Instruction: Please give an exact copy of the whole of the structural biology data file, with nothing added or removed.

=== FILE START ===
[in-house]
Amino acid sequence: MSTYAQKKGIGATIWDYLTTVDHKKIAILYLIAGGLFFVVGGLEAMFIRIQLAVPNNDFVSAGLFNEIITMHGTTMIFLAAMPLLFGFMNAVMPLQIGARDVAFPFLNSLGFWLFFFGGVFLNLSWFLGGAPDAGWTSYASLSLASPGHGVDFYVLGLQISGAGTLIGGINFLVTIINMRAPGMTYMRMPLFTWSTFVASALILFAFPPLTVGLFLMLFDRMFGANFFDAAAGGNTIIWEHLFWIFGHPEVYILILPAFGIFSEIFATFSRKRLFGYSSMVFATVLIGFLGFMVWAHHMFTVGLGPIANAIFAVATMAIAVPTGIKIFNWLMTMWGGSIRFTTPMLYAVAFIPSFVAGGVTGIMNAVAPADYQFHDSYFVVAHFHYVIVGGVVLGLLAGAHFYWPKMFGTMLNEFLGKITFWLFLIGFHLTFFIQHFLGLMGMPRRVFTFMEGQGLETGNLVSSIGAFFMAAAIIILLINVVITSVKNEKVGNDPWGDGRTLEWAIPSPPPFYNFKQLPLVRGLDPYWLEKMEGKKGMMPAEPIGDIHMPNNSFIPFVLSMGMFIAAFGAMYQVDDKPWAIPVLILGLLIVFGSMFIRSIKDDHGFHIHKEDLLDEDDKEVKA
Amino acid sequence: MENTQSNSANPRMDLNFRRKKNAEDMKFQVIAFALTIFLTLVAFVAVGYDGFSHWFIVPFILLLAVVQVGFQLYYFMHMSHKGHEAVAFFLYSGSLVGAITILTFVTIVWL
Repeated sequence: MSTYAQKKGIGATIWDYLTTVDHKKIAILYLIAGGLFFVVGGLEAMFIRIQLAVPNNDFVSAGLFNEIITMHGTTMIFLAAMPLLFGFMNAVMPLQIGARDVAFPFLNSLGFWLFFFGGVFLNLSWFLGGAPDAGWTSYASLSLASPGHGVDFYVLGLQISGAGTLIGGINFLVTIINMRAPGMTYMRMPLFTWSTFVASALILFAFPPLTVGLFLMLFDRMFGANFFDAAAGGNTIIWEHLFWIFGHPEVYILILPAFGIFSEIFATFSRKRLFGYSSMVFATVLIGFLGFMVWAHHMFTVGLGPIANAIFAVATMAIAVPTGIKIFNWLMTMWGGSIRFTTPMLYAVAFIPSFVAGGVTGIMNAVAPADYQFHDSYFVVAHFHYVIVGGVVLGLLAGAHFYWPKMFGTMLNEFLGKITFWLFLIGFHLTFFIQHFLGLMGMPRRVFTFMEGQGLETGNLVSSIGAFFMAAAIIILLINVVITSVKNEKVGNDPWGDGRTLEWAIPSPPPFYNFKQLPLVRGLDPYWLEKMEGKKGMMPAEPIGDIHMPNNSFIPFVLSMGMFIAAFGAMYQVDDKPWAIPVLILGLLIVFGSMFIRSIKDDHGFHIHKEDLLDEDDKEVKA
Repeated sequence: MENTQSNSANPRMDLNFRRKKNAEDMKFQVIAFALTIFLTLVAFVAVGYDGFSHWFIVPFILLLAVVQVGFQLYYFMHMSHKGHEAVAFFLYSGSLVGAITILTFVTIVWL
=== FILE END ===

[in-house]
Amino acid sequence: MSTYAQKKGIGATIWDYLTTVDHKKIAILYLIAGGLFFVVGGLEAMFIRIQLAVPNNDFVSAGLFNEIITMHGTTMIFLAAMPLLFGFMNAVMPLQIGARDVAFPFLNSLGFWLFFFGGVFLNLSWFLGGAPDAGWTSYASLSLASPGHGVDFYVLGLQISGAGTLIGGINFLVTIINMRAPGMTYMRMPLFTWSTFVASALILFAFPPLTVGLFLMLFDRMFGANFFDAAAGGNTIIWEHLFWIFGHPEVYILILPAFGIFSEIFATFSRKRLFGYSSMVFATVLIGFLGFMVWAHHMFTVGLGPIANAIFAVATMAIAVPTGIKIFNWLMTMWGGSIRFTTPMLYAVAFIPSFVAGGVTGIMNAVAPADYQFHDSYFVVAHFHYVIVGGVVLGLLAGAHFYWPKMFGTMLNEFLGKITFWLFLIGFHLTFFIQHFLGLMGMPRRVFTFMEGQGLETGNLVSSIGAFFMAAAIIILLINVVITSVKNEKVGNDPWGDGRTLEWAIPSPPPFYNFKQLPLVRGLDPYWLEKMEGKKGMMPAEPIGDIHMPNNSFIPFVLSMGMFIAAFGAMYQVDDKPWAIPVLILGLLIVFGSMFIRSIKDDHGFHIHKEDLLDEDDKEVKA
Amino acid sequence: MENTQSNSANPRMDLNFRRKKNAEDMKFQVIAFALTIFLTLVAFVAVGYDGFSHWFIVPFILLLAVVQVGFQLYYFMHMSHKGHEAVAFFLYSGSLVGAITILTFVTIVWL
Repeated sequence: MSTYAQKKGIGATIWDYLTTVDHKKIAILYLIAGGLFFVVGGLEAMFIRIQLAVPNNDFVSAGLFNEIITMHGTTMIFLAAMPLLFGFMNAVMPLQIGARDVAFPFLNSLGFWLFFFGGVFLNLSWFLGGAPDAGWTSYASLSLASPGHGVDFYVLGLQISGAGTLIGGINFLVTIINMRAPGMTYMRMPLFTWSTFVASALILFAFPPLTVGLFLMLFDRMFGANFFDAAAGGNTIIWEHLFWIFGHPEVYILILPAFGIFSEIFATFSRKRLFGYSSMVFATVLIGFLGFMVWAHHMFTVGLGPIANAIFAVATMAIAVPTGIKIFNWLMTMWGGSIRFTTPMLYAVAFIPSFVAGGVTGIMNAVAPADYQFHDSYFVVAHFHYVIVGGVVLGLLAGAHFYWPKMFGTMLNEFLGKITFWLFLIGFHLTFFIQHFLGLMGMPRRVFTFMEGQGLETGNLVSSIGAFFMAAAIIILLINVVITSVKNEKVGNDPWGDGRTLEWAIPSPPPFYNFKQLPLVRGLDPYWLEKMEGKKGMMPAEPIGDIHMPNNSFIPFVLSMGMFIAAFGAMYQVDDKPWAIPVLILGLLIVFGSMFIRSIKDDHGFHIHKEDLLDEDDKEVKA
Repeated sequence: MENTQSNSANPRMDLNFRRKKNAEDMKFQVIAFALTIFLTLVAFVAVGYDGFSHWFIVPFILLLAVVQVGFQLYYFMHMSHKGHEAVAFFLYSGSLVGAITILTFVTIVWL